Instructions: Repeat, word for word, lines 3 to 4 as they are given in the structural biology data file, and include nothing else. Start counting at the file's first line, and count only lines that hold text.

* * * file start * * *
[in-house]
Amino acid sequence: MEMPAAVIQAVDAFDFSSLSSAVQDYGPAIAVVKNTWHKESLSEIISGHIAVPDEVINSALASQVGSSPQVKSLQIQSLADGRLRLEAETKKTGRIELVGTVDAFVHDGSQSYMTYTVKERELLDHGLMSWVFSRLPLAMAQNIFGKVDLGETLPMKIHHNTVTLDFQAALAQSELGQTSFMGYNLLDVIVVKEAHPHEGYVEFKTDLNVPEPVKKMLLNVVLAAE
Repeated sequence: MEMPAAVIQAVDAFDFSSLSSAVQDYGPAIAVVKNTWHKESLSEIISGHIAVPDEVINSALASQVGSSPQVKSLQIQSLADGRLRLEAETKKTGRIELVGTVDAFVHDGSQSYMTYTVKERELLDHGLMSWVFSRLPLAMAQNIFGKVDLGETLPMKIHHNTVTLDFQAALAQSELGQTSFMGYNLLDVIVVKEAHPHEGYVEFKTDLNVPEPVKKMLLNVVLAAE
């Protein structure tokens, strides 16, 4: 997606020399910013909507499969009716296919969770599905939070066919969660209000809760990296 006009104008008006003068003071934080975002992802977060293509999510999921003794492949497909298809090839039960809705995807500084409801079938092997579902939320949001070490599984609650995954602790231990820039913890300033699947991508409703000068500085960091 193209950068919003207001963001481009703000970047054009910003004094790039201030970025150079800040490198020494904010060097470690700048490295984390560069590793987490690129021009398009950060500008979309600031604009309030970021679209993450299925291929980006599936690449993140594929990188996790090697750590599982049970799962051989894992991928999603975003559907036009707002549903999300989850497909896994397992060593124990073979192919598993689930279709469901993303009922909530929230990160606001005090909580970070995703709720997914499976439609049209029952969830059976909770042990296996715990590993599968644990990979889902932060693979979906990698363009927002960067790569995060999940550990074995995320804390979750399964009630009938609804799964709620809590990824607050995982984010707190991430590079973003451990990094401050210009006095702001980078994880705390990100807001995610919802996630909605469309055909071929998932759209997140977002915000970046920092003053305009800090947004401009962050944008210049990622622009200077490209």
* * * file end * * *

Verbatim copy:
Repeated sequence: MEMPAAVIQAVDAFDFSSLSSAVQDYGPAIAVVKNTWHKESLSEIISGHIAVPDEVINSALASQVGSSPQVKSLQIQSLADGRLRLEAETKKTGRIELVGTVDAFVHDGSQSYMTYTVKERELLDHGLMSWVFSRLPLAMAQNIFGKVDLGETLPMKIHHNTVTLDFQAALAQSELGQTSFMGYNLLDVIVVKEAHPHEGYVEFKTDLNVPEPVKKMLLNVVLAAE
């Protein structure tokens, strides 16, 4: 997606020399910013909507499969009716296919969770599905939070066919969660209000809760990296 006009104008008006003068003071934080975002992802977060293509999510999921003794492949497909298809090839039960809705995807500084409801079938092997579902939320949001070490599984609650995954602790231990820039913890300033699947991508409703000068500085960091 193209950068919003207001963001481009703000970047054009910003004094790039201030970025150079800040490198020494904010060097470690700048490295984390560069590793987490690129021009398009950060500008979309600031604009309030970021679209993450299925291929980006599936690449993140594929990188996790090697750590599982049970799962051989894992991928999603975003559907036009707002549903999300989850497909896994397992060593124990073979192919598993689930279709469901993303009922909530929230990160606001005090909580970070995703709720997914499976439609049209029952969830059976909770042990296996715990590993599968644990990979889902932060693979979906990698363009927002960067790569995060999940550990074995995320804390979750399964009630009938609804799964709620809590990824607050995982984010707190991430590079973003451990990094401050210009006095702001980078994880705390990100807001995610919802996630909605469309055909071929998932759209997140977002915000970046920092003053305009800090947004401009962050944008210049990622622009200077490209």